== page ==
Letraset rub-down sheet, 1977.

Work-related research this past week had me looking for old Letraset fonts like Quicksilver here, one of the foundry’s many quirky type designs from the 1970s whose novelty inspired brief flushes of popularity before they were replaced by trendier designs. Quicksilver, which first appeared in 1976, has been lodged in my memory since I first saw it in a Letraset catalogue that was one of only two books lurking in a cupboard in the art room at school. (The other was a much-thumbed copy of The World of MC Escher.) The catalogue fascinated me because it revealed that these unusual typefaces could be identified by name: Data 70, Block Up, Pluto, Shatter, etc. I already knew that typefaces had names, of course, thanks to the occasional notes you’d find in paperbacks telling you that the book was set in 11pt Plantin or similar; but in the days before computers made everyone a lot more familiar with typography the typesetting business was a remote and mysterious world. Information about new type designs wasn’t easy to find unless you had access to the latest design magazines or a well-stocked library. The further realisation, that typefaces were designed by individuals who also had names, came later.


Quicksilver was designed by Dean Morris who was only 16 at the time he sent off his design to Letraset:

The name Quicksilver was my second choice, however. Letraset Englishly felt that my first choice, ‘Polished Sausage’, would be ‘rather unpopular in foreign markets’. I designed it as a 16-year-old kid at John Glenn High School in Bay City, Michigan (born in Mercy Hospital 3 months after Madonna), and sent Letraset a xerox of a tight marker sketch of 3″ letters letterspaced with the heavy outlines slightly overlapping as I originally intended. I drew only a skinny S without an alternate, and submitted no punctuation. I knew nothing about submitting typeface artwork and I assumed there’d be, you know, discussion.

But Letraset wanted it, and they must have wanted it REAL FAST (fifties nostalgia and disco were WHITE HOT then, remember), because they sent a letter and contract soon after, and they did the finished art themselves at 5″ high (they can’t have known my age, maybe they had no confidence in my technical skills), starting with the E as did I in the design stage. And what a gorgeous rendering job they did in the pre-Mac days of ruling pens, straight-edges, and compasses (they shunned rapidographs!) — and they hand retouched the curves where they met the straight lines! Letraset sent a 5″ sample E for approval, but I’m sure they had already drawn all the characters. They followed my sketch very closely, designed the punctuation, and suggested an alternate but weird wide S, which I approved, figuring there was probably no other decent way to design it. I don’t know if the thematically wrong heavy-overlap-line on the P came from me or them. (more)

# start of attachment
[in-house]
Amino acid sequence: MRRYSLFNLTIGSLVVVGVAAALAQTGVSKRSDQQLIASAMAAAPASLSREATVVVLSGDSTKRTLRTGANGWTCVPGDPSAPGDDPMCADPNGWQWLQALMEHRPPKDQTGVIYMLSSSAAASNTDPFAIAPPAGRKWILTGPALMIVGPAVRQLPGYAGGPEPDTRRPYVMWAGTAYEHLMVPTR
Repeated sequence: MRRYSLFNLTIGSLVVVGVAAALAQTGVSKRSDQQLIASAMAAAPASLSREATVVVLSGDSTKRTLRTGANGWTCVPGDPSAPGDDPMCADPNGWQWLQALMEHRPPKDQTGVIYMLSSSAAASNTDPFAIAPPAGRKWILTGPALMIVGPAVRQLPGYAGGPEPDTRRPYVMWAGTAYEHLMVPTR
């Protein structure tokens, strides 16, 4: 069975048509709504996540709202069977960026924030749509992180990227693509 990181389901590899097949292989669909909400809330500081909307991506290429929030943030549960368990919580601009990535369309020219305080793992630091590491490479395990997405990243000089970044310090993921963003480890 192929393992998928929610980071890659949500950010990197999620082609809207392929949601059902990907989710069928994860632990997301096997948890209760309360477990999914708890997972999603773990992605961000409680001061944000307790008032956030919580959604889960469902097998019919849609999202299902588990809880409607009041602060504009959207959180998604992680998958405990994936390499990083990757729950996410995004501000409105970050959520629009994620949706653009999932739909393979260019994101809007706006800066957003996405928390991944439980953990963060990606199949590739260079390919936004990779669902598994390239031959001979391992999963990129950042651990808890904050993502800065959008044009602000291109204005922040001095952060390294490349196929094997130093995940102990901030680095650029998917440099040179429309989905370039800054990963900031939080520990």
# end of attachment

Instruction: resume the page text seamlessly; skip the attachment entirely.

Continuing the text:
Morris has a collection of Flickr albums which show how popular the design was in the late 70s and early 80s, especially on record sleeves. It’s probably going a little too far to describe this as “the disco font” but it was certainly popular with the disco crowd. The robot book below is one of the few book covers. I expected there to be many others but Morris’s design might have been regarded as too eccentric for use in the publishing world where readabilty is more of an issue.


Cerrone 3 (Supernature) (1977) by Cerrone. Silly cover art but Supernature is a great song.


Robots (1978).


The Message (1982) by Grandmaster Flash And The Furious Five.

Quicksilver also proved distinctive enough but not too weird (like Block Up, for example) to stay around and find further uses years later, often ironically as tends to happen to type designs that become associated with a particular period or idiom. The font’s bold outline is an unusual feature, one that gives it an advantage over similar designs like Letraset’s later Chromium One which doesn’t read so well at a distance. And I like the shape of the letters, the result of Morris’s determination to shape everything with a single shiny bar.